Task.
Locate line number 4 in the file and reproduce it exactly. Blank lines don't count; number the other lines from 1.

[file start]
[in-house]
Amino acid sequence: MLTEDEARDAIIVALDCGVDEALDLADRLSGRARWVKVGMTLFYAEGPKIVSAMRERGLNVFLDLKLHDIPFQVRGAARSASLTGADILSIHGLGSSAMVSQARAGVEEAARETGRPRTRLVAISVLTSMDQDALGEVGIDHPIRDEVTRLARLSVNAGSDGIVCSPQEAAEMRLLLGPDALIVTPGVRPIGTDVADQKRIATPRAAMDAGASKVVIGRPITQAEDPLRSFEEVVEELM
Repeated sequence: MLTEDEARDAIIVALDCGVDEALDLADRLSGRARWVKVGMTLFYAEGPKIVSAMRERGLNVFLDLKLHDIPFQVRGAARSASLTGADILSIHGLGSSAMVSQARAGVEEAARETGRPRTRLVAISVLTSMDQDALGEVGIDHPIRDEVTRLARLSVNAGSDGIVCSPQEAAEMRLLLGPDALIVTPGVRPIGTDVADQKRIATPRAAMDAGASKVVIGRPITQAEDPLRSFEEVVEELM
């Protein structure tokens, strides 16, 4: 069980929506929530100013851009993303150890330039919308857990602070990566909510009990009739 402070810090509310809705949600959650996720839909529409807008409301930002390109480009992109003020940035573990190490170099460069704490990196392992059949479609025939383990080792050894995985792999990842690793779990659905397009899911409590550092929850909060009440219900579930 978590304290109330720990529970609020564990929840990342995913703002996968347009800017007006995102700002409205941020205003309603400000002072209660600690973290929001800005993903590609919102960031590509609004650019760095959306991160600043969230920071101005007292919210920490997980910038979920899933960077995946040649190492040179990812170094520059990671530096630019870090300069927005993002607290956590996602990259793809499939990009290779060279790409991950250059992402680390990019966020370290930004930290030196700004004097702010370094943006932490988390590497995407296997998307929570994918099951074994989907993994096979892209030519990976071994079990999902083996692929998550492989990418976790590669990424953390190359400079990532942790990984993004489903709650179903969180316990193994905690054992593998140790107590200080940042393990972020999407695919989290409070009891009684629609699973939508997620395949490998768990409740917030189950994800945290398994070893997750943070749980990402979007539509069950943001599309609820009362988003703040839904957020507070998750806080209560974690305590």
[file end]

């Protein structure tokens, strides 16, 4: 069980929506929530100013851009993303150890330039919308857990602070990566909510009990009739 402070810090509310809705949600959650996720839909529409807008409301930002390109480009992109003020940035573990190490170099460069704490990196392992059949479609025939383990080792050894995985792999990842690793779990659905397009899911409590550092929850909060009440219900579930 978590304290109330720990529970609020564990929840990342995913703002996968347009800017007006995102700002409205941020205003309603400000002072209660600690973290929001800005993903590609919102960031590509609004650019760095959306991160600043969230920071101005007292919210920490997980910038979920899933960077995946040649190492040179990812170094520059990671530096630019870090300069927005993002607290956590996602990259793809499939990009290779060279790409991950250059992402680390990019966020370290930004930290030196700004004097702010370094943006932490988390590497995407296997998307929570994918099951074994989907993994096979892209030519990976071994079990999902083996692929998550492989990418976790590669990424953390190359400079990532942790990984993004489903709650179903969180316990193994905690054992593998140790107590200080940042393990972020999407695919989290409070009891009684629609699973939508997620395949490998768990409740917030189950994800945290398994070893997750943070749980990402979007539509069950943001599309609820009362988003703040839904957020507070998750806080209560974690305590």